Once again, we've fired off questions at our resident former pro Jason Thomas. This time, it's track-focused topics from round five of Monster Energy AMA Supercross from Oakland, California.
Roczen and Cianciarulo suddenly started busting out the 3-3 before the finish in the main event. It then became a preferred line. Why did that develop in the main event the way it did?
Ehh, I think the story started in the heat race when Blake Baggett first jumped it. No one had done it all day until that point. With most of the elites, it’s more of waiting for someone to show that the section is doable. Once Blake jumped that section in the heat race and it was on film to analyze, Pandora’s Box was open. That’s a line that a guy like James Stewart would have probably saved for the main event and wowed everyone. It’s always a guessing game as to when and if someone pulls the proverbial trigger but I think maybe Blake showed his hand prematurely.
What did you think of the track overall?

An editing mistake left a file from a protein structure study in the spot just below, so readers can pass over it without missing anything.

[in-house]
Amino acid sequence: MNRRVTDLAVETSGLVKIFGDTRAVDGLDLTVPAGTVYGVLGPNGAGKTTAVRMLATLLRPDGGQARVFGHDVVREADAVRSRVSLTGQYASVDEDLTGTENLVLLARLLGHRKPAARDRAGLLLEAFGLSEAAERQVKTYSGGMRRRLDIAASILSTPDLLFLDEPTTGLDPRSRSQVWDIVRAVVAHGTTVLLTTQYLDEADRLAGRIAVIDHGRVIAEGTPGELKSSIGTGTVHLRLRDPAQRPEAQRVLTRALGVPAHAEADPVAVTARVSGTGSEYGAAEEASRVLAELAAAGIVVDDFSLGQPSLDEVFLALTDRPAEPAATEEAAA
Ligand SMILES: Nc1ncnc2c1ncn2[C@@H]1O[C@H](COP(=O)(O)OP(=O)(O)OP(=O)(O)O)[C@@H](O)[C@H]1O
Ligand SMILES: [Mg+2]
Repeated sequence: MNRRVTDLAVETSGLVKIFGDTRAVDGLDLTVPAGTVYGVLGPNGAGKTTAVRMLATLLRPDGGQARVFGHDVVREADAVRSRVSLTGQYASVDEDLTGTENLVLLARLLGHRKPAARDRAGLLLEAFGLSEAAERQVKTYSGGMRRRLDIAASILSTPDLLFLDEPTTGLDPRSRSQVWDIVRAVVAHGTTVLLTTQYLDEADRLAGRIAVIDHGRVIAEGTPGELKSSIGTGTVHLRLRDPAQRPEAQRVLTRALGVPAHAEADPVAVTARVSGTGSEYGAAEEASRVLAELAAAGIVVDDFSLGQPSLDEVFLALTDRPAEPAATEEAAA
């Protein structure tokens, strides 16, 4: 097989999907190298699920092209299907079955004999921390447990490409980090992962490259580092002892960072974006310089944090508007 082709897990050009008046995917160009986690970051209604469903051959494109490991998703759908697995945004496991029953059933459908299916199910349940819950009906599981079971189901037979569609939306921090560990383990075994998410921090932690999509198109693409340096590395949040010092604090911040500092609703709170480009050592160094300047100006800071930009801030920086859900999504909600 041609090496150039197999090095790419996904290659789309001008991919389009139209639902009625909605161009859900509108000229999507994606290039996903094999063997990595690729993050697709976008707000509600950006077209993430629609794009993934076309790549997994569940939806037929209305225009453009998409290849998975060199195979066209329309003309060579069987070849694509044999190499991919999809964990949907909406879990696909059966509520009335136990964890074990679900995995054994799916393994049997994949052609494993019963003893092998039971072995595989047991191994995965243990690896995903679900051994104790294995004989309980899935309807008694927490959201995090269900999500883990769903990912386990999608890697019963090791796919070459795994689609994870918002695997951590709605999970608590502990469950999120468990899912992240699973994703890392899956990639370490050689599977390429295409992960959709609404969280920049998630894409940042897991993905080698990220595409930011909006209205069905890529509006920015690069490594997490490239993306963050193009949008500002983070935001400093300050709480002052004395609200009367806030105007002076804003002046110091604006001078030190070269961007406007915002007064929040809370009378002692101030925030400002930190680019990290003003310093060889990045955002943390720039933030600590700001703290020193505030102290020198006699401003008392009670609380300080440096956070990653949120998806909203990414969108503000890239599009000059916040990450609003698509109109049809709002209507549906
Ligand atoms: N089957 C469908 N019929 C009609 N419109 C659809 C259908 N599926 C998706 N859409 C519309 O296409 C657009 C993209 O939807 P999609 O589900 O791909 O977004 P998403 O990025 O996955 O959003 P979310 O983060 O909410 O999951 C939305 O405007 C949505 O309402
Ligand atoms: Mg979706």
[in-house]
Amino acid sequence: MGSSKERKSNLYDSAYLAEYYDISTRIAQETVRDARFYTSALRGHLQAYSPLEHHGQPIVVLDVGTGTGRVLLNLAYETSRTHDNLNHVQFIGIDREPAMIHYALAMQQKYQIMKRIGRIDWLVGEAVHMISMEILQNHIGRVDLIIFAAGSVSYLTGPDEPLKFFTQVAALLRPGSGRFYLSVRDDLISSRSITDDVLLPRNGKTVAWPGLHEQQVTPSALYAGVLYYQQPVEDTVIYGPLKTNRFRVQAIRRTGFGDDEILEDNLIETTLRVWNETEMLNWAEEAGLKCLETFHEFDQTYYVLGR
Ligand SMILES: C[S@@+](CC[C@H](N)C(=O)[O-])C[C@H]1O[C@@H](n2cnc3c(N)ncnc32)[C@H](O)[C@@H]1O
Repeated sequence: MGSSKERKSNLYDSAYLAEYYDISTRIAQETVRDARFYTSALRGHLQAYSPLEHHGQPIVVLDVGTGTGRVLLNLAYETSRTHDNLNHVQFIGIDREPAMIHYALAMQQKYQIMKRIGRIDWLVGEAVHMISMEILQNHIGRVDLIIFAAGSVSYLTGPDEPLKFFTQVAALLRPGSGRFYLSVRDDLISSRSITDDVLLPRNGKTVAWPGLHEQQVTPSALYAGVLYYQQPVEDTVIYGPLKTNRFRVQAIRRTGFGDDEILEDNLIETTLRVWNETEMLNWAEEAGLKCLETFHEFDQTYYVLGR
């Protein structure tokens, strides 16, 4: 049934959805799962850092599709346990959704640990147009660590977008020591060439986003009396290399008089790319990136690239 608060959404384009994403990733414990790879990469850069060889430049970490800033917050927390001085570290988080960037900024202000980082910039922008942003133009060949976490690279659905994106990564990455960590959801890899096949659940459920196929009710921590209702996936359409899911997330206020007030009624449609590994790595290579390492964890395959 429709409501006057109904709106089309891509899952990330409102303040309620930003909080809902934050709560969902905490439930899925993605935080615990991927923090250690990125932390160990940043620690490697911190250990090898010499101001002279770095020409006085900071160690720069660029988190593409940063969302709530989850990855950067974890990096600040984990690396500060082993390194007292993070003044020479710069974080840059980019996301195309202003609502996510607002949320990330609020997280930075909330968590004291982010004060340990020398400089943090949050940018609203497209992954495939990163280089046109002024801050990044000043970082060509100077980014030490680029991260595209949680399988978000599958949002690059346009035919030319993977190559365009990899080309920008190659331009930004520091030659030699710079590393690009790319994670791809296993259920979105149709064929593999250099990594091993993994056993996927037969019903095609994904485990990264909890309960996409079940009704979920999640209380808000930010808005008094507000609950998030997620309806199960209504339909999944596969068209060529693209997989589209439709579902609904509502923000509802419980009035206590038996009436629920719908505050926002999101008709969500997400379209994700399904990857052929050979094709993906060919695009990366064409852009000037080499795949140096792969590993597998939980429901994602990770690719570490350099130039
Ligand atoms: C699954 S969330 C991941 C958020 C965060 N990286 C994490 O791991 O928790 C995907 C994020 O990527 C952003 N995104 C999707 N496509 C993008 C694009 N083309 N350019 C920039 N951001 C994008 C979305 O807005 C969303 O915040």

I thought it was pretty good when judging on a season long comparison. I don’t love the short, zig-zag layout but I thought the jump combinations were pretty original. The biggest variable was the softer dirt and how those ruts would cause mistakes. Luckily for the riders, the Dirt Wurx crew was on their game, constantly tidying up the jumps and corners.
Tight tracks like this can be more tiring than high-speed tracks. Explain why that is. (Riders always tell me turning then sitting then standing then turning takes a lot of energy. Maybe this is right or wrong, I don't know.)
You’re on the right track here. All of that movement and input by the rider requires energy. Setting up for corners, leaning in and out, accelerating and braking, etc. all take a toll. Further, the soft dirt allows for aggression on the throttle and brakes, which is also tiring. Open, hard packed tracks require finesse and patience. Tight, high traction tracks require aggression and high energy exertion by default.
Everyone talks about getting out front and sprinting early, but Eli Tomac has more of the diesel-like style where he starts rolling about five minutes into the race. Any theories as to why he operates this way? Does he just rely on his fitness? Does he not want to take chances early? Is this just the confidence of knowing he can reel guys in regardless of how the first few laps play out?